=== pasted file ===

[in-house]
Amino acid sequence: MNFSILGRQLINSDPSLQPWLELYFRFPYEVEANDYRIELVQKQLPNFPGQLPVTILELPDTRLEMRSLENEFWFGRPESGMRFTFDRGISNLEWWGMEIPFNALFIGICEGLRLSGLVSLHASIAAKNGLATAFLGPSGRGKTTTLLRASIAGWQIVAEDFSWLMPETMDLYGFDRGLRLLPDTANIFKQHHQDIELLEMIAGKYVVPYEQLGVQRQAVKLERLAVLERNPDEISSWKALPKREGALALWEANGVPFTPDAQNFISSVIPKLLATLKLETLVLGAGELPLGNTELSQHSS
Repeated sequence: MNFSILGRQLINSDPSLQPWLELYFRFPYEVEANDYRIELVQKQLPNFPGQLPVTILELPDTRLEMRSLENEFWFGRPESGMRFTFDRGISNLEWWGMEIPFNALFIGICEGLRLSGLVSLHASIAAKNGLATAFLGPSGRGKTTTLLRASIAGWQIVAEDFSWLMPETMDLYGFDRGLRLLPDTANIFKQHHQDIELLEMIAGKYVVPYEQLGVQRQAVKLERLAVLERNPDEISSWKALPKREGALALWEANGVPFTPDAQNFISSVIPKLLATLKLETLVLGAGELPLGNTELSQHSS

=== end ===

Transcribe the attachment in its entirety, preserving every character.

[in-house]
Amino acid sequence: MNFSILGRQLINSDPSLQPWLELYFRFPYEVEANDYRIELVQKQLPNFPGQLPVTILELPDTRLEMRSLENEFWFGRPESGMRFTFDRGISNLEWWGMEIPFNALFIGICEGLRLSGLVSLHASIAAKNGLATAFLGPSGRGKTTTLLRASIAGWQIVAEDFSWLMPETMDLYGFDRGLRLLPDTANIFKQHHQDIELLEMIAGKYVVPYEQLGVQRQAVKLERLAVLERNPDEISSWKALPKREGALALWEANGVPFTPDAQNFISSVIPKLLATLKLETLVLGAGELPLGNTELSQHSS
Repeated sequence: MNFSILGRQLINSDPSLQPWLELYFRFPYEVEANDYRIELVQKQLPNFPGQLPVTILELPDTRLEMRSLENEFWFGRPESGMRFTFDRGISNLEWWGMEIPFNALFIGICEGLRLSGLVSLHASIAAKNGLATAFLGPSGRGKTTTLLRASIAGWQIVAEDFSWLMPETMDLYGFDRGLRLLPDTANIFKQHHQDIELLEMIAGKYVVPYEQLGVQRQAVKLERLAVLERNPDEISSWKALPKREGALALWEANGVPFTPDAQNFISSVIPKLLATLKLETLVLGAGELPLGNTELSQHSS